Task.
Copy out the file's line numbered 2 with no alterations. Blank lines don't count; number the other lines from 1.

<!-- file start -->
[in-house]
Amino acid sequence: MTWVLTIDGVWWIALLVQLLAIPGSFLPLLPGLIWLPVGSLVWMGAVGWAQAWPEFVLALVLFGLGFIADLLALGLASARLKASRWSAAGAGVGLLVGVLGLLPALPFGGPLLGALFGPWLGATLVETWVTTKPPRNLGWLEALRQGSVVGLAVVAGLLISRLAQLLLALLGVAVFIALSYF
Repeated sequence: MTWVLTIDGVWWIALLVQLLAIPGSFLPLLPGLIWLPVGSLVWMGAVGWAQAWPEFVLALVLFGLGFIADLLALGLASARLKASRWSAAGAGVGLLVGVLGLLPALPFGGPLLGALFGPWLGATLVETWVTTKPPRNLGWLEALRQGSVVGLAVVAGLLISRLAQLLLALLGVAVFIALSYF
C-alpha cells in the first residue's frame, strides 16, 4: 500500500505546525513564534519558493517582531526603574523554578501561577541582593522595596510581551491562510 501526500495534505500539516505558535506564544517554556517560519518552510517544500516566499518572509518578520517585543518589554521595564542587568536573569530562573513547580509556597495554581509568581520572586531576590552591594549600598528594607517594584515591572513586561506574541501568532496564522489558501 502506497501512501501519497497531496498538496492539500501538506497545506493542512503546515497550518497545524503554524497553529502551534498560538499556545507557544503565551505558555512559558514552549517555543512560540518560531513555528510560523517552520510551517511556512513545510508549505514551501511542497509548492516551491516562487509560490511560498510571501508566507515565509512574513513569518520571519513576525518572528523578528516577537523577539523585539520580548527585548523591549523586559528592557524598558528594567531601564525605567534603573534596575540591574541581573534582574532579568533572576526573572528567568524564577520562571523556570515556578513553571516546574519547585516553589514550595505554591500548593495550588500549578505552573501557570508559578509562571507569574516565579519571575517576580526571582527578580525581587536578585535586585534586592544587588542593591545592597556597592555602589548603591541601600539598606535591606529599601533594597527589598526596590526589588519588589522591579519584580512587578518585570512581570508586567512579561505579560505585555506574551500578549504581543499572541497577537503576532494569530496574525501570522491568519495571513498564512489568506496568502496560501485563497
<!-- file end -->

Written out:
Amino acid sequence: MTWVLTIDGVWWIALLVQLLAIPGSFLPLLPGLIWLPVGSLVWMGAVGWAQAWPEFVLALVLFGLGFIADLLALGLASARLKASRWSAAGAGVGLLVGVLGLLPALPFGGPLLGALFGPWLGATLVETWVTTKPPRNLGWLEALRQGSVVGLAVVAGLLISRLAQLLLALLGVAVFIALSYF